Lord Mountjoy, Sir Robert Dymok, John Tyrell, Gryffith Richards and Thomas Vaulx delivered the instructions to Catherine at Ampthill and then reported back to Cromwell:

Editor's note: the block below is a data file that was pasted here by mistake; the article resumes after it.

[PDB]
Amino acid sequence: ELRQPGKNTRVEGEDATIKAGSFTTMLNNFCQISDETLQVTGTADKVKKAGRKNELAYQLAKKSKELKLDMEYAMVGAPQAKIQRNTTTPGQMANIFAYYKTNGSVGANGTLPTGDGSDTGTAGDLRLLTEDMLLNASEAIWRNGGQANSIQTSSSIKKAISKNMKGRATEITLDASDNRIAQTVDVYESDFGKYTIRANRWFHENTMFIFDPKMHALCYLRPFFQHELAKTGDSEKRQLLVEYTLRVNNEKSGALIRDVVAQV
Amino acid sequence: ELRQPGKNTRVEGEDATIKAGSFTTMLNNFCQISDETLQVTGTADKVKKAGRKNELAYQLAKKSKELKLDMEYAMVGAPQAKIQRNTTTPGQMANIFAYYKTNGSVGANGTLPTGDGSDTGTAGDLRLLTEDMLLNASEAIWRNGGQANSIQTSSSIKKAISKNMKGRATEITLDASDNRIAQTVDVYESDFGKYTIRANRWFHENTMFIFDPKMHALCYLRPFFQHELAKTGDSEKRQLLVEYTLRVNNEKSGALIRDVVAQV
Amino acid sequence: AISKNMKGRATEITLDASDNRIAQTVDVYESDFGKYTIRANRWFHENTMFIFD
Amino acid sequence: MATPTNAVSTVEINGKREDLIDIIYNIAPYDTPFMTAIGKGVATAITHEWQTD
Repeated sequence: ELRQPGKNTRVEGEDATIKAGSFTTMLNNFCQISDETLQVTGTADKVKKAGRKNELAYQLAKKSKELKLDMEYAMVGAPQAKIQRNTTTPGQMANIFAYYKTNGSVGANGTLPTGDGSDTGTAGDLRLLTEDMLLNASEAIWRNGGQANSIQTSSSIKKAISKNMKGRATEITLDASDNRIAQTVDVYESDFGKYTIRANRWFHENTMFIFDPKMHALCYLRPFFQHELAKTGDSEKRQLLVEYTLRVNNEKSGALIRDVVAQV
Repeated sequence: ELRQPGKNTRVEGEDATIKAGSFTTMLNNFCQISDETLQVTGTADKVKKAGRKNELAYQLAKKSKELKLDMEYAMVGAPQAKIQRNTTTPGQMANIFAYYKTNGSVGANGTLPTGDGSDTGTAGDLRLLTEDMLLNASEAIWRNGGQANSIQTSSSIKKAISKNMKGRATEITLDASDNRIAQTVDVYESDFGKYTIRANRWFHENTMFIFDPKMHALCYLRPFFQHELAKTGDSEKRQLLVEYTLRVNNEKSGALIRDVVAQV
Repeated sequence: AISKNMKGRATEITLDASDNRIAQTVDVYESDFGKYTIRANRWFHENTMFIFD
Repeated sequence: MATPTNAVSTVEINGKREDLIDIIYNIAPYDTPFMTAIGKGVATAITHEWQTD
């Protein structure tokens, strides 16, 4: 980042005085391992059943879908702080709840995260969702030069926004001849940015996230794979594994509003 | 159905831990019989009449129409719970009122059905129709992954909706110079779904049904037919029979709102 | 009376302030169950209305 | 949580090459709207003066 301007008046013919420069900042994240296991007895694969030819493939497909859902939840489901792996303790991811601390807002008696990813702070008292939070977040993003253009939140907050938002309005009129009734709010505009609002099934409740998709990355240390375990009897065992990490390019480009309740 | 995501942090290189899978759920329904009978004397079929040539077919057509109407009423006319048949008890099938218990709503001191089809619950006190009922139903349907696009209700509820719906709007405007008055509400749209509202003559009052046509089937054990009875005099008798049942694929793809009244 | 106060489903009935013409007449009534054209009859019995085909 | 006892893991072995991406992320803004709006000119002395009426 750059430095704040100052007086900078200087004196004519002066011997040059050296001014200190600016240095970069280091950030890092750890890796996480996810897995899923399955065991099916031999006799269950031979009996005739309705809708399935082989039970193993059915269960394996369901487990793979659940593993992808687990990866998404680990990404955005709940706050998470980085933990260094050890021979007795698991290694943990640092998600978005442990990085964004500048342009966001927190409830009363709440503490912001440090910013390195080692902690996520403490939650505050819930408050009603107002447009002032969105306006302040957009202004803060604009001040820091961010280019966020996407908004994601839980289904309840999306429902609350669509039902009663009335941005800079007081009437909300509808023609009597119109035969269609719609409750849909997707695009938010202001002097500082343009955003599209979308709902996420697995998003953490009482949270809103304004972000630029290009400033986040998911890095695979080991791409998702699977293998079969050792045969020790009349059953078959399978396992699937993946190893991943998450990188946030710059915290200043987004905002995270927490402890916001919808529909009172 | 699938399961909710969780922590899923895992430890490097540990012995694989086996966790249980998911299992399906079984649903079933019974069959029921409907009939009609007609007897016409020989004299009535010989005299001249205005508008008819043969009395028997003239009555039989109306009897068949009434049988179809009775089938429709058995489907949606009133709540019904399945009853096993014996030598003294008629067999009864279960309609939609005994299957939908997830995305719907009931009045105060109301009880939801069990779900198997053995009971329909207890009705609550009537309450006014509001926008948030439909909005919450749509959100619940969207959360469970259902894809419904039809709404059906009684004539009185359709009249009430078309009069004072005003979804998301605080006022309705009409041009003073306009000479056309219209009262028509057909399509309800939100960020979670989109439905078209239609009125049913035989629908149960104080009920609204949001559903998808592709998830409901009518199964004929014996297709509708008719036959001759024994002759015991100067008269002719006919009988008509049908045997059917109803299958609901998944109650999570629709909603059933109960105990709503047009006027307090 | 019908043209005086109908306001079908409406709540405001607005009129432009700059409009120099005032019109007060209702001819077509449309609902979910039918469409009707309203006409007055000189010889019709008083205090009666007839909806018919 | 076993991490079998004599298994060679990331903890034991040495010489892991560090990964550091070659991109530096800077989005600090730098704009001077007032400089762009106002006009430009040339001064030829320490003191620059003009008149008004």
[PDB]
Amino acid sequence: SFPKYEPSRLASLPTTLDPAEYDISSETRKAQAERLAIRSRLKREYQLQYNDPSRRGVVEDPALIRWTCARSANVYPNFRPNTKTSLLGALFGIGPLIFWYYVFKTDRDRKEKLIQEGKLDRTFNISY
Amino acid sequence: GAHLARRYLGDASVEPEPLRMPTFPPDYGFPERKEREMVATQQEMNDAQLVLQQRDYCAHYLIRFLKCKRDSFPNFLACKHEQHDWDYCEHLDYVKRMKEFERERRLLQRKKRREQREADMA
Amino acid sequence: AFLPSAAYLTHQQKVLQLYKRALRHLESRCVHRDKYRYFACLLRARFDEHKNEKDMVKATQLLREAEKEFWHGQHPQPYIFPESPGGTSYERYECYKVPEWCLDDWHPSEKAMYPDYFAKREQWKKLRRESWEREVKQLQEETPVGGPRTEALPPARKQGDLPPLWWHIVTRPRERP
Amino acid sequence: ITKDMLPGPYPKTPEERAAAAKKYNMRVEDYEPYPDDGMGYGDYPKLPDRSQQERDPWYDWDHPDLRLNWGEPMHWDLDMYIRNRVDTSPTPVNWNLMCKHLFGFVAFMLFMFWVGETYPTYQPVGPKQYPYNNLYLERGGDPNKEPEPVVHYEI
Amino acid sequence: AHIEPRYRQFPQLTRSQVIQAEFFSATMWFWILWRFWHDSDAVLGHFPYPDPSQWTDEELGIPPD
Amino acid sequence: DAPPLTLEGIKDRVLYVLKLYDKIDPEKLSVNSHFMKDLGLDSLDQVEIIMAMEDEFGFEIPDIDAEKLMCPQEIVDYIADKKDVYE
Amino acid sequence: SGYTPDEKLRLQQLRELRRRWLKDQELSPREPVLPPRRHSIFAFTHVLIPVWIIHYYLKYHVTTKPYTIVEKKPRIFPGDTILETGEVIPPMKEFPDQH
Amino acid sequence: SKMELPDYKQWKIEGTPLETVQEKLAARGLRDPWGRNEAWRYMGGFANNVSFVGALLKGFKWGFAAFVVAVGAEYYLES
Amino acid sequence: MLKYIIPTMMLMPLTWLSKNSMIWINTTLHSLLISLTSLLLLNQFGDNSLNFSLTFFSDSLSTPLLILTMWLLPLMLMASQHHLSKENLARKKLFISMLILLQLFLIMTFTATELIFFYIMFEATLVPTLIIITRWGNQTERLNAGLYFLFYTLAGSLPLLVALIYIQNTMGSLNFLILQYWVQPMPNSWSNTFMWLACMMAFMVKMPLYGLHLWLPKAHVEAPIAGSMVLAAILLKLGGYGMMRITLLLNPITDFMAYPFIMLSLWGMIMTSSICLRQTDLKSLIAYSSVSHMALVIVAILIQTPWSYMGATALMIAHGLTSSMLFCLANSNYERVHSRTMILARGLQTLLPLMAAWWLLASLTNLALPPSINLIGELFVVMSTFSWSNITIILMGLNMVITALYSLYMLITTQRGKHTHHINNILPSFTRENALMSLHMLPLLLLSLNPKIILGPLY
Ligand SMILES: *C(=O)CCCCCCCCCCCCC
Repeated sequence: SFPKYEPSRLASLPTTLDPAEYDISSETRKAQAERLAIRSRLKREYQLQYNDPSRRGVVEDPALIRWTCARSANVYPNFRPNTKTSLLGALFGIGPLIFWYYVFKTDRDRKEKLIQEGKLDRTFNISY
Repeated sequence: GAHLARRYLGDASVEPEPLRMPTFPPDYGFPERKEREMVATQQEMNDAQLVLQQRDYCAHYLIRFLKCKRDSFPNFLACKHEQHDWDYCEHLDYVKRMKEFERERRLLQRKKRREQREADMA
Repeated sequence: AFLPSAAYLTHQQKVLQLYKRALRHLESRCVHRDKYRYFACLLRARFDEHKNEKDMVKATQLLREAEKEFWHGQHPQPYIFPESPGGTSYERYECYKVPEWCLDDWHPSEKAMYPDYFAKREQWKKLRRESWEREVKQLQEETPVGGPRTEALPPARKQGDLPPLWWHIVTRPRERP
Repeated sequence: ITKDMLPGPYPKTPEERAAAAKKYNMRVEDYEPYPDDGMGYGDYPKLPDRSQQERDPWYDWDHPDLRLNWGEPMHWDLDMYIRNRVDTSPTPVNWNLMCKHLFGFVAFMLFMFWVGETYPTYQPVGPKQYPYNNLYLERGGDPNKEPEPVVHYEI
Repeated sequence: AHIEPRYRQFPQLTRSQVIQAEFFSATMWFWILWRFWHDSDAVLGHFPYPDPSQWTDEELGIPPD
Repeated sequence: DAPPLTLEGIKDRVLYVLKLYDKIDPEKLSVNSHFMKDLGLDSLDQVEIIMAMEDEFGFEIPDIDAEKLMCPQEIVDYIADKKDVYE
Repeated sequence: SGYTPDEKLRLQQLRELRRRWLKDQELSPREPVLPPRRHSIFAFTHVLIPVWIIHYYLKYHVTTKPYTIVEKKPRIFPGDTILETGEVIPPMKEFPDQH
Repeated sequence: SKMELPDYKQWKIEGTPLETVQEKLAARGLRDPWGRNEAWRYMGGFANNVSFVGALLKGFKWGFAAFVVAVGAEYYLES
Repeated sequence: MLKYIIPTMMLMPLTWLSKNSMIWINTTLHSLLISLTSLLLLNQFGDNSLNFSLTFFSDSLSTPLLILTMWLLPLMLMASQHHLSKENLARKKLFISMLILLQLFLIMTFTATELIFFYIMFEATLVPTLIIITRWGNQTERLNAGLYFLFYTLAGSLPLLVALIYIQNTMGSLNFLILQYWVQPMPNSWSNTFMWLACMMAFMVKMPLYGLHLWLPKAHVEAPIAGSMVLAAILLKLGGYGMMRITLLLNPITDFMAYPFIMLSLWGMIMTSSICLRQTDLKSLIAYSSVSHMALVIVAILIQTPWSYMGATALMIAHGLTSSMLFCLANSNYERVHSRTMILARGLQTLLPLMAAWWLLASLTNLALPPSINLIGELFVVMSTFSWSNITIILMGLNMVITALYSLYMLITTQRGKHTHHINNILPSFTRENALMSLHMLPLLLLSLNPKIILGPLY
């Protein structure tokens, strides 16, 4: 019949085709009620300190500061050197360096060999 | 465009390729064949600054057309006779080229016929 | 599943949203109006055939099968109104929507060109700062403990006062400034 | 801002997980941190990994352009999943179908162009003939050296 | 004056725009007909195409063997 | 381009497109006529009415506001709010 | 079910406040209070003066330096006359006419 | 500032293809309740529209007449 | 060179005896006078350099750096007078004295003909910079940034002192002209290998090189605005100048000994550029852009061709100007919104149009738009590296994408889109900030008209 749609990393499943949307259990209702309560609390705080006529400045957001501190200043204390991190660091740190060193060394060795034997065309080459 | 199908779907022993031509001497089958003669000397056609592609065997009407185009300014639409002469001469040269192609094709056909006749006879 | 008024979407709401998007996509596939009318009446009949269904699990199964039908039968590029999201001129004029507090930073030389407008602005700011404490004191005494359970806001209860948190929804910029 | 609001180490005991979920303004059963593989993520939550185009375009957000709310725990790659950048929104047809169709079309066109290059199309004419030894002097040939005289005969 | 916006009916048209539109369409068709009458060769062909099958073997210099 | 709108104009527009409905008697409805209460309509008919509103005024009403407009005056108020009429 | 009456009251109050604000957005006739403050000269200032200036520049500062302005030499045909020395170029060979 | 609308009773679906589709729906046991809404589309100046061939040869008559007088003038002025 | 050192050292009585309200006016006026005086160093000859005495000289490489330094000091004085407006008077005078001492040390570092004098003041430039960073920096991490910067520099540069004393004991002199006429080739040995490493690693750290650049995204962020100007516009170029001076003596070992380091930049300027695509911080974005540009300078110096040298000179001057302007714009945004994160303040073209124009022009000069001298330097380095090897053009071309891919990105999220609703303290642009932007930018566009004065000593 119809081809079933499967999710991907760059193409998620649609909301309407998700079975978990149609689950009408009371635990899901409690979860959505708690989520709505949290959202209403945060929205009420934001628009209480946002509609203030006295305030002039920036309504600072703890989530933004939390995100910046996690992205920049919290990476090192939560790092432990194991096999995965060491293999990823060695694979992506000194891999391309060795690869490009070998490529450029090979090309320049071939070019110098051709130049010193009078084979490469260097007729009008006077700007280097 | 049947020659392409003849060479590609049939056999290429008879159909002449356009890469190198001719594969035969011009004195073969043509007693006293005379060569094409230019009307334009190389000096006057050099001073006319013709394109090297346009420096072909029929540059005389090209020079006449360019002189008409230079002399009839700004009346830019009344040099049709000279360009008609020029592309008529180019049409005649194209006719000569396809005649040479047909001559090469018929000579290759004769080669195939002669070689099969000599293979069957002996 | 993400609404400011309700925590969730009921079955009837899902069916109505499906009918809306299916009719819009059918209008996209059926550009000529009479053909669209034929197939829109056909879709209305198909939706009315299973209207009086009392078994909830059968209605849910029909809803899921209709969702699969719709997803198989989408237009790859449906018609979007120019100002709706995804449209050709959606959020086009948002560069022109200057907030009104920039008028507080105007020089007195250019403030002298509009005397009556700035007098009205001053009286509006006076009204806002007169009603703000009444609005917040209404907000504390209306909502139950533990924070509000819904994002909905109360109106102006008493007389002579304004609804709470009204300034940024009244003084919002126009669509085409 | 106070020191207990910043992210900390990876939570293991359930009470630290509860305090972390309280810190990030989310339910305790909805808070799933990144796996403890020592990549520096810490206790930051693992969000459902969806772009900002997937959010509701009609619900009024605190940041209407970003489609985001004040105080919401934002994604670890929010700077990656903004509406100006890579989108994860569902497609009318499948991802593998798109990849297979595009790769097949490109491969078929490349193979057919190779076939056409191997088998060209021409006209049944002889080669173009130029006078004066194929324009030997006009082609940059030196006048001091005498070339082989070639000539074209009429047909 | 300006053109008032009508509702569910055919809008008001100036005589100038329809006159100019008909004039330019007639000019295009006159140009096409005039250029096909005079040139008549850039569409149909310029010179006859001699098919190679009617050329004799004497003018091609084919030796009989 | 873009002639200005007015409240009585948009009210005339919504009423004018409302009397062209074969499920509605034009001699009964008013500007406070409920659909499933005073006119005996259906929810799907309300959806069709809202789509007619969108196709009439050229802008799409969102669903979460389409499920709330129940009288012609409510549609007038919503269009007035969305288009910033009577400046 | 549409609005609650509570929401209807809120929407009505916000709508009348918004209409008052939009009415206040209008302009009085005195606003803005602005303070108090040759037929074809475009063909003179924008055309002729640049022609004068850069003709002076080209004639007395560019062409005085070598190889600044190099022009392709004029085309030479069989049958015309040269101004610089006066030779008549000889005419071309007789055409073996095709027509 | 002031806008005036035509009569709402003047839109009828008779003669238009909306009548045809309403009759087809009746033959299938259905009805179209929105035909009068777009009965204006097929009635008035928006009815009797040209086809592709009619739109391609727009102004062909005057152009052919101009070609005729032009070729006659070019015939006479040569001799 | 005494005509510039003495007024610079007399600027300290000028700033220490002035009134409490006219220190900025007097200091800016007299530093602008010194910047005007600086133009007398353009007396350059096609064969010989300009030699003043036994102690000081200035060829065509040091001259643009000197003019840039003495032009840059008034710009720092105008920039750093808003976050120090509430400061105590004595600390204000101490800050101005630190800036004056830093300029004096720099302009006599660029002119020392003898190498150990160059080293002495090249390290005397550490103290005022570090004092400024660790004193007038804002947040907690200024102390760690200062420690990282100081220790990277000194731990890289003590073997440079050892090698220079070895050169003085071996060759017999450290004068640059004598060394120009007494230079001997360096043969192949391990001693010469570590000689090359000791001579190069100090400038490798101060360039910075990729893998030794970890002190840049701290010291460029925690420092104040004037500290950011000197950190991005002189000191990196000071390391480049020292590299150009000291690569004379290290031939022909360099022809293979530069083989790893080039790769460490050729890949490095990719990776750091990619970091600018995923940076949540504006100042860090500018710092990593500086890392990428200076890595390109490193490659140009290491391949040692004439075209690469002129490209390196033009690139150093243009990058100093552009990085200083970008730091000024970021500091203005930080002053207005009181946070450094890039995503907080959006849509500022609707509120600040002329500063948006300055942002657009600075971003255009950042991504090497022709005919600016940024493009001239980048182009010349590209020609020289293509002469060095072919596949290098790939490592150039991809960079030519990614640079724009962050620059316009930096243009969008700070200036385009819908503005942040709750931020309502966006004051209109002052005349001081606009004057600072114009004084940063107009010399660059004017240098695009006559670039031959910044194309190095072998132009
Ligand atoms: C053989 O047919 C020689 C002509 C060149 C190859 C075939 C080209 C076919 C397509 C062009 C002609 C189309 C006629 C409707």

“To the effect that on Thursday, 3 July, they found her lying on a pallet, as she had pricked her foot with a pin, and could not stand, and was also sore annoyed with a cough. On our declaring that our instructions were to her as Princess Dowager, she took exception to the name, persisting that she was the King’s true wife, and her children were legitimate, which she would claim to be true during her life. To our assertion that the marriage with Anne Boleyn had been adjudged lawful by the universities, the Lords and Commons, she said the King might do in his realm by his royal power what he would ; that the cause was not theirs but the Pope’s to judge, as she had already answered the duke of Norfolk. To other arguments, that she might damage her daughter and servants, she replied she would not damn her own soul on any consideration, or for any promises the King might make her. She did not defend her cause upon obstinacy, nor to create any dissension in the realm, but to save her own rights; and as for the withdrawing of the King’s affection from her, she would daily pray for the preservation of his estate ; but as she sues by his licence, she trusts in so doing to lose no part of his favor. In fine, she will not abandon the title till such time as a sentence is given to the contrary by the Pope. She asked for a copy of these instructions, which she would translate into Spanish, and send to Rome.”2